Applied linear operators and spectral methods/Lecture 1

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Linear operators can be thought of as infinite dimensional matrices. Hence we can use well known results from matrix theory when dealing with linear operators. However, we have to be careful. A finite dimensional matrix has an inverse if none of its eigenvalues are zero. For an infinite dimensional matrix, even though all the eigenvectors may be nonzero, we might have a sequence of eigenvalues that tend to zero. There are several other subtleties that we will discuss in the course of this series of lectures.

Let us start off with the basics, i.e., linear vector spaces.

Linear Vector Spaces ()[edit | edit source]

Let be a linear vector space.

Addition and scalar multiplication[edit | edit source]

Let us first define addition and scalar multiplication in this space. The addition operation acts completely in while the scalar multiplication operation may involved multiplication either by a real (in ) or by a complex number (in ). These operations must have the following closure properties:

  1. If then .
  2. If (or ) and then .

And the following laws must hold for addition

  1. = Commutative law.
  2. = Associative law.
  3. such that Additive identity.
  4. such that Additive inverse.

For scalar multiplication we have the properties

  1. .
  2. .
  3. .
  4. .
  5. .

Example 1: tuples[edit | edit source]

The tuples with

form a linear vector space.

Example 2: Matrices[edit | edit source]

Another example of a linear vector space is the set of matrices with addition as usual and scalar multiplication, or more generally matrices.

Example 3: Polynomials[edit | edit source]

The space of -th order polynomials forms a linear vector space.

Example 4: Continuous functions[edit | edit source]

The space of continuous functions, say in , also forms a linear vector space with addition and scalar multiplication defined as usual.

Linear Dependence[edit | edit source]

A set of vectors are said to be linearly dependent if not all zero such that

If such a set of constants do not exists then the vectors are said to be linearly independent.

Example[edit | edit source]

Consider the matrices

These are linearly dependent since .

Span[edit | edit source]

The span of a set of vectors is the set of all vectors that are linear combinations of the vectors . Thus


as vary.

Spanning set[edit | edit source]

If the span = then is said to be a spanning set.

Basis[edit | edit source]

If is a spanning set and its elements are linearly independent then we call it a basis for . A vector in has a unique representation as a linear combination of the basis elements. why is it unqiue?

Dimension[edit | edit source]

The dimension of a space is the number of elements in the basis. This is independent of actual elements that form the basis and is a property of .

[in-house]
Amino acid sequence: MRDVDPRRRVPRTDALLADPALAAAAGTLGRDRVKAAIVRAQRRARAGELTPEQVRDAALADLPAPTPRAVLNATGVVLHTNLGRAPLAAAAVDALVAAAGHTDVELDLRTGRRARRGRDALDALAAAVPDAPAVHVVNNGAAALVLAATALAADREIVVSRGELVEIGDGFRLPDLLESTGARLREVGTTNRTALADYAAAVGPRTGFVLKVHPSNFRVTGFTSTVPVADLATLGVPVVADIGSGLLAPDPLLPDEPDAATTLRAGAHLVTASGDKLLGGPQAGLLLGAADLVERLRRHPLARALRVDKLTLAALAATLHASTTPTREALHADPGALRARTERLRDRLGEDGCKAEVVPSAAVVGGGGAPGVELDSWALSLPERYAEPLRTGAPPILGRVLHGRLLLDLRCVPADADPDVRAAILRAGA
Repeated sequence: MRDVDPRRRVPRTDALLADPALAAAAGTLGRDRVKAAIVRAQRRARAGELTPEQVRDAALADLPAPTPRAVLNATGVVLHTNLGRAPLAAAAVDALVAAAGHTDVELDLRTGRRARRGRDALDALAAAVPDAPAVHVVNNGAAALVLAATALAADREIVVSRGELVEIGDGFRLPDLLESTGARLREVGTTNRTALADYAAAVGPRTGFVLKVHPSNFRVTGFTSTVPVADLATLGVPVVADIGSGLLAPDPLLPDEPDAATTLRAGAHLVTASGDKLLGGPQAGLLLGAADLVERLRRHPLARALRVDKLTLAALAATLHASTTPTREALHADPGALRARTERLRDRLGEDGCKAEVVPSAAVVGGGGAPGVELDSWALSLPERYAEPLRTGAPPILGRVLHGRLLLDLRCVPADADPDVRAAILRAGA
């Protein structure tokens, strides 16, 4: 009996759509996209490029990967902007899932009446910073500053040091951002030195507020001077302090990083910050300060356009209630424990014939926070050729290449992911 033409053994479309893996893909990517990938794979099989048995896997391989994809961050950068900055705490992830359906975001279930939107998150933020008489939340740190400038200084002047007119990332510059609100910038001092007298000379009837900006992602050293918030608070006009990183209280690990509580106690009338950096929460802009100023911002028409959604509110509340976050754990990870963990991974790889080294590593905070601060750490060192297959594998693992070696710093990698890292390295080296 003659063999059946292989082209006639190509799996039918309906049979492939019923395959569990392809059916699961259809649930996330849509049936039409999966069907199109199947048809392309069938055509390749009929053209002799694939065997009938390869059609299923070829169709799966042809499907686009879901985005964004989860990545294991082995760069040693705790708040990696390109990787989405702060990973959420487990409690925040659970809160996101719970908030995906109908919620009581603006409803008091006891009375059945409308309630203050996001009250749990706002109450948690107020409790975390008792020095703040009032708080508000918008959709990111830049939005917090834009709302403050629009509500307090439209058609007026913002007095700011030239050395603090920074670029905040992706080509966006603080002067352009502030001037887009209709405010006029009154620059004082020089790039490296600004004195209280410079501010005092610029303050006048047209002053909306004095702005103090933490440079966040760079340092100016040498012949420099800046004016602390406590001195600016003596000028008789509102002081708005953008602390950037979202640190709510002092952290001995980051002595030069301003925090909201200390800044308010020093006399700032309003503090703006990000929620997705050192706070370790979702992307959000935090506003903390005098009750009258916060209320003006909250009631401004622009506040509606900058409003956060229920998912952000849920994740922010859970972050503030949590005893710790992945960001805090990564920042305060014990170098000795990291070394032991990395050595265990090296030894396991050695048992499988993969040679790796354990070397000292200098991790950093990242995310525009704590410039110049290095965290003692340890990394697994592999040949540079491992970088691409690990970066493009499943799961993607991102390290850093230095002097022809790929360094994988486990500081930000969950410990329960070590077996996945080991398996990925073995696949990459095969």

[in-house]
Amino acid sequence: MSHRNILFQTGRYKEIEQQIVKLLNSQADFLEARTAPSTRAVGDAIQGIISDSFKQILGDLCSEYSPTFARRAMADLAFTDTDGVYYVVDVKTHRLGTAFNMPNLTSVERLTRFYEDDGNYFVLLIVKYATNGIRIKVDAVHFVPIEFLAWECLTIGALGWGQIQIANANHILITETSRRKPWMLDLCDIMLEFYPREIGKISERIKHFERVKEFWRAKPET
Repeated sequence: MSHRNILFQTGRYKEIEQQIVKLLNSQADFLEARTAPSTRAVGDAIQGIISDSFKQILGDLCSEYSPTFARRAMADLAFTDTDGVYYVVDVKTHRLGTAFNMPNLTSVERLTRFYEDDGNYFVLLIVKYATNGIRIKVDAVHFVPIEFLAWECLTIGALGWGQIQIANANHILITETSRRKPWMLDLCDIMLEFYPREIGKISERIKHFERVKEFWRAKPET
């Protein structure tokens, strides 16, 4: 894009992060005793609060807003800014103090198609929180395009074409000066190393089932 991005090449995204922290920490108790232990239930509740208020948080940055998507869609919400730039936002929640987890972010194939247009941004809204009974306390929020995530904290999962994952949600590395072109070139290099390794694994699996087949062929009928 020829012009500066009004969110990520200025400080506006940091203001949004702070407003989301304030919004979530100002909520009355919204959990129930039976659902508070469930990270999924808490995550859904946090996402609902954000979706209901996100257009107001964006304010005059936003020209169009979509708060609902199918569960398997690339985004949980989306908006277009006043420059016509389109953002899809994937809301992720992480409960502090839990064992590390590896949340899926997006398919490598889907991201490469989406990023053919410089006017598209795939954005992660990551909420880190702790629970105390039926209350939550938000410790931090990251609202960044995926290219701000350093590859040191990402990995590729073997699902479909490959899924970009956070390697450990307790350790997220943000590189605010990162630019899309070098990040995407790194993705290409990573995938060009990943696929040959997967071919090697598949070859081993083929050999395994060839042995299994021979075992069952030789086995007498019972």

Example 1: Vectors in [edit | edit source]

Any two non-collinear vectors is a basis for because any other vector in can be expressed as a linear combination of the two vectors.

Example 2: Matrices[edit | edit source]

A basis for the linear space of matrices is

Note that there is a lot of nonuniqueness in the choice of bases. One important skill that you should develop is to choose the right basis to solve a particular problem.

Example 3: Polynomials[edit | edit source]

The set is a basis for polynomials of degree .

Example 4: The natural basis[edit | edit source]

A natural basis is the set where the th entry of is

The quantity is also called the Kronecker delta.

Inner Product Spaces[edit | edit source]

To give more structure to the idea of a vector space we need concepts such as magnitude and angle. The inner product provides that structure.

The inner product generalizes the concept of an angle and is defined as a function

with the properties

  1. overbar indicates complex conjugation.
  2. Linear with respect to scalar multiplication.
  3. Linearity with respect to addition.
  4. if and if and only if .

A vector space with an inner product is called an inner product space.

Example 1:[edit | edit source]

Example 2: Discrete vectors[edit | edit source]

In with and the Eulidean norm is given by

With the standard norm is

Example 3: Continuous functions[edit | edit source]

For two complex valued continuous functions and in we could approximately represent them by their function values at equally spaced points.

Approximate and by

With that approximation, a natural norm is

Taking the limit as (show this)

If we took non-equally spaced yet smoothly distributed points we would get

where is a smooth weighting function (show this).

There are many other inner products possible. For functions that are not only continuous but also differentiable, a useful norm is

We will continue further explorations into linear vector spaces in the next lecture.

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